Bring Works of Art into the Classroom.
There’s not a Shakespeare unit that goes by in my class without looking at a few famous works of art based on the play. We look at the representation of characters, determine which moment of the play it depicts, and come up with a caption for it using the text.
I have also used art in my class by giving students a poem and asking them to find a work of art that represents it. Sometimes I might say it has to be sculpture. Or a photograph. It’s a fun writing task that gets them thinking.
If you’ve been following teachers on Instagram lately, you’ve probably seen the occasional teacher using sketchnotes in class. Sketchnotes can be used to take notes while students are reading or watching a video or can be used afterward to capture the main idea of a piece of writing. They aren’t comics, exactly – more of a form of visual notetaking. Studies have shown that adding the visual component increases retention considerably.
Sketchnotes work best if they are quick. Students shouldn’t be laboring over them for a couple of periods. Ten minutes tops. And it will take students a little bit of time to get used to them. But once they get the hang of them, you’ll see some great results, and you’ll also have students remembering more of what they read. Here’s a blog post on sketchnotes to get you started.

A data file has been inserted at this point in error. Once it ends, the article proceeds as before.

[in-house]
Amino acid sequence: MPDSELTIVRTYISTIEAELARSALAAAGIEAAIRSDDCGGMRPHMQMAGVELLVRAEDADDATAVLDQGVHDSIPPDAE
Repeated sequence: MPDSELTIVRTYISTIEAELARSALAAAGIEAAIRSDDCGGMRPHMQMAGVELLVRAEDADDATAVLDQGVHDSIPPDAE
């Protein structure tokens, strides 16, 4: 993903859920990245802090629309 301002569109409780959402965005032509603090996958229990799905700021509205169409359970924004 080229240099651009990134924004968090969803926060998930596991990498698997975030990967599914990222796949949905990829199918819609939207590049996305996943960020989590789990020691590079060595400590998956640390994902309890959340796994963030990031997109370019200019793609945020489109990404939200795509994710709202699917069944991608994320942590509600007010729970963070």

But creativity is also great for final projects!
Many ELA teachers use creative projects already because they are a lot more fun for students (and more fun to grade for teachers) than essays. However, the main reason to do creative assessments is because it allows students alternative methods to show what they know, or show more of what they know that traditional methods.
Below are some projects that I have done every year with good results. They may not work for your classroom, but with a little tweaking, you can make them work. Or perhaps they will inspire your own creative assessment!
Sociograms are a great alternative (or addition) to a literary analysis paper. A sociogram is a visual representation of the relationships between characters and ideas in a novel or play. When students are done with them they’ll have something that resembles a visual guide to the work in pictures, lines, boxes, or whatever students can think of. Sociograms get students thinking creatively and symbolically to capture the essence of the novel on a large sheet of paper. They are also collaborative (hence the “socio-” in the title) and can be a creative way to hit the standards. Plus, you can also hit the speaking and listening standards if you have them present them.